Archive for February, 2014
Simon Baker, aka Stage, put up a series of GIF collaborations he did with various people via back-and-forth email exchanges. Participants in the Mutations project are listed below.
Our collaboration started with this GIF of Stage's:
And nine emails later ended with this GIF of "mine":
The word "mine" is in quotes because by the final step we had both added ideas, edited, cropped, enlarged, etc, so that it's properly "ours," even though I had the final cut.
From my email to Stage, after he had everything up (and note the use of the "gallery" top level domain -- what, no "art"?)
The [website] design is intuitive and simple, even though the work is cumulatively neo-baroque psychedelic.
I like the banners compressing all the collaboration steps into a single strip.
Will be curious to see the reactions. There are interesting facets to the "politics of collaboration" and many single images that stand out from the flow.
Will be posting some of the other collaboration GIFs from the project soon.
Max Roach, "Garvey's Ghost" YouTube. I have this on a vinyl compilation, Impulse Energy Essentials
Automatic Man, "My Pearl" YouTube. If Hendrix had lived he'd likely have done a mix of prog and funk that sounded like this.
MX-80 Sound, "Crushed Ice" YouTube. From Hard Attack, a better album than the later pair on Ralph, only available as an import at the time of release.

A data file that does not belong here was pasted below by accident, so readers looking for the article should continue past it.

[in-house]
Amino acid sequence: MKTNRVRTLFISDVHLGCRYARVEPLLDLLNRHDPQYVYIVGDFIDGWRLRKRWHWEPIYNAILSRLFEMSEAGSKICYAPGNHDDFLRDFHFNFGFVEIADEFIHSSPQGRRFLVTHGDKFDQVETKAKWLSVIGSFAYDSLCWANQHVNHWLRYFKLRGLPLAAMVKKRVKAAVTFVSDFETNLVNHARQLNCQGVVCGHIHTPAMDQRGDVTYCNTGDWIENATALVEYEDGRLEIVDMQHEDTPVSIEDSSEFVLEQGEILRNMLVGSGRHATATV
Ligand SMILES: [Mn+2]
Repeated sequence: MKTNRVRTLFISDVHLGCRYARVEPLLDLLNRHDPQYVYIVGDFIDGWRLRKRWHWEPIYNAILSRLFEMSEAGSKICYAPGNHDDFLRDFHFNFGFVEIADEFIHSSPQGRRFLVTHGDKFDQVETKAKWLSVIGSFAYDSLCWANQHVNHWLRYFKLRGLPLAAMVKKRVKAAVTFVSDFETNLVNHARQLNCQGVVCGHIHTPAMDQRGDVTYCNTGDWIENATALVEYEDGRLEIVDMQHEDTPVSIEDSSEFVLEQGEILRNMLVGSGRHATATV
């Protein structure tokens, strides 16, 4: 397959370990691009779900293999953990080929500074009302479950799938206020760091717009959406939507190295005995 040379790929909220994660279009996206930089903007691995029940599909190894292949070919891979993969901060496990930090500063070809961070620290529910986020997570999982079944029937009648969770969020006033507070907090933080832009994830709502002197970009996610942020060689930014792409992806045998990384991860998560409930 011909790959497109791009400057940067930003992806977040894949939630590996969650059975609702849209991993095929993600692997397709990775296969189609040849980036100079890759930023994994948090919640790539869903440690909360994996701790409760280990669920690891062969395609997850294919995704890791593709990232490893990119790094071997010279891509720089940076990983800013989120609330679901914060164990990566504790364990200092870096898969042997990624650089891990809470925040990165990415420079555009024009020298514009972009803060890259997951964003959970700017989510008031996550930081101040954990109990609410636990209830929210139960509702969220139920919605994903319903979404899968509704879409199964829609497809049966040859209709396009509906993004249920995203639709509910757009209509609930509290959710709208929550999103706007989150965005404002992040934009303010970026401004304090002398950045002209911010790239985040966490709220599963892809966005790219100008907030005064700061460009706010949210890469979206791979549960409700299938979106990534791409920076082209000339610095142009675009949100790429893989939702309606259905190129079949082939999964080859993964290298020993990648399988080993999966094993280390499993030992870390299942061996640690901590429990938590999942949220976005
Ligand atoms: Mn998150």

MX-80 Sound, "Tidal Wave" YouTube. "There's nothing left but kids in vans, without pants, and they're eating pork."
Orchestra Luna, "Were You Dancin' On Paper" YouTube. Quirky Boston ensemble combining prog and showtunes.
Orchestra Luna, "Little Sam" YouTube
The Bizarros, "Artie J" [MySpace link removed -- bad idea] Akron!
Bonus: Network Awesome has a great collection of Can YouTubes. For those who followed the band only from vinyl across the Atlantic back in the day, it's fascinating to watch their evolution from hippie collective to the "art disco" period. Another revelation was Irmin Schmidt stepping up as stage showoff after Damo Suzuki left. Somehow I imagined him looking ponderous behind his keyboards but he's out there mingling Sun Ra theatrics with lively dance steps.
Debussy, "Sonata for Violin and Piano," David Oistrakh (violin), Frida Bauer (piano), live recording, 1972 YouTube My favorite Debussy piece, confidently executed.
Soul Odyssey, "Rapture" YouTube - Progressive house tune produced in Dallas TX (1993), when I was living there and taping Jeff K's KDGE show. Discovered by Sasha and became a global club hit.